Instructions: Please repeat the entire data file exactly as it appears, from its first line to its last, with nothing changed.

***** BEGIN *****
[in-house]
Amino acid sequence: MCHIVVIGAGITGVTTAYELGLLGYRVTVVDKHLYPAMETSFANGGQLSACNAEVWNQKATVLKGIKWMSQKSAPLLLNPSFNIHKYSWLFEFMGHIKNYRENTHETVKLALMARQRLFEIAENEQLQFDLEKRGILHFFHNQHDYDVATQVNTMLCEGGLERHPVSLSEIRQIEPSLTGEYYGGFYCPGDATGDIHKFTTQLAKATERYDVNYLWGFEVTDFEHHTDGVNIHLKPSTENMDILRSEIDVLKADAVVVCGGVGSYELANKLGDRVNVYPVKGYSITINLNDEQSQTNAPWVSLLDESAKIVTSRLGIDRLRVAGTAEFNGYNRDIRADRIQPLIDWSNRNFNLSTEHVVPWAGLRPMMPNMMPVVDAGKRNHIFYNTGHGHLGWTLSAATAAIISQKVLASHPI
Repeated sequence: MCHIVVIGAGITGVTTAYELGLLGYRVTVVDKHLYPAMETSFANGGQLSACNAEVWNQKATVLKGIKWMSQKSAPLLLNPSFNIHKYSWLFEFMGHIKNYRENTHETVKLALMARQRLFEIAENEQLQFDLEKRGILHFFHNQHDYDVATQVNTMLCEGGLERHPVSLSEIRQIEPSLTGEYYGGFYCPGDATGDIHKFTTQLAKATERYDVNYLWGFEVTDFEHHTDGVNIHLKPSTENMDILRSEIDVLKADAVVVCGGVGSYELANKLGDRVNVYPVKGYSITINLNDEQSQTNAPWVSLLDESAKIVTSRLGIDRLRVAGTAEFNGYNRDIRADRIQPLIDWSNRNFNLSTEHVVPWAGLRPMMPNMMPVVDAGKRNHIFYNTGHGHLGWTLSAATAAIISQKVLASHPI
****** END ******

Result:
[in-house]
Amino acid sequence: MCHIVVIGAGITGVTTAYELGLLGYRVTVVDKHLYPAMETSFANGGQLSACNAEVWNQKATVLKGIKWMSQKSAPLLLNPSFNIHKYSWLFEFMGHIKNYRENTHETVKLALMARQRLFEIAENEQLQFDLEKRGILHFFHNQHDYDVATQVNTMLCEGGLERHPVSLSEIRQIEPSLTGEYYGGFYCPGDATGDIHKFTTQLAKATERYDVNYLWGFEVTDFEHHTDGVNIHLKPSTENMDILRSEIDVLKADAVVVCGGVGSYELANKLGDRVNVYPVKGYSITINLNDEQSQTNAPWVSLLDESAKIVTSRLGIDRLRVAGTAEFNGYNRDIRADRIQPLIDWSNRNFNLSTEHVVPWAGLRPMMPNMMPVVDAGKRNHIFYNTGHGHLGWTLSAATAAIISQKVLASHPI
Repeated sequence: MCHIVVIGAGITGVTTAYELGLLGYRVTVVDKHLYPAMETSFANGGQLSACNAEVWNQKATVLKGIKWMSQKSAPLLLNPSFNIHKYSWLFEFMGHIKNYRENTHETVKLALMARQRLFEIAENEQLQFDLEKRGILHFFHNQHDYDVATQVNTMLCEGGLERHPVSLSEIRQIEPSLTGEYYGGFYCPGDATGDIHKFTTQLAKATERYDVNYLWGFEVTDFEHHTDGVNIHLKPSTENMDILRSEIDVLKADAVVVCGGVGSYELANKLGDRVNVYPVKGYSITINLNDEQSQTNAPWVSLLDESAKIVTSRLGIDRLRVAGTAEFNGYNRDIRADRIQPLIDWSNRNFNLSTEHVVPWAGLRPMMPNMMPVVDAGKRNHIFYNTGHGHLGWTLSAATAAIISQKVLASHPI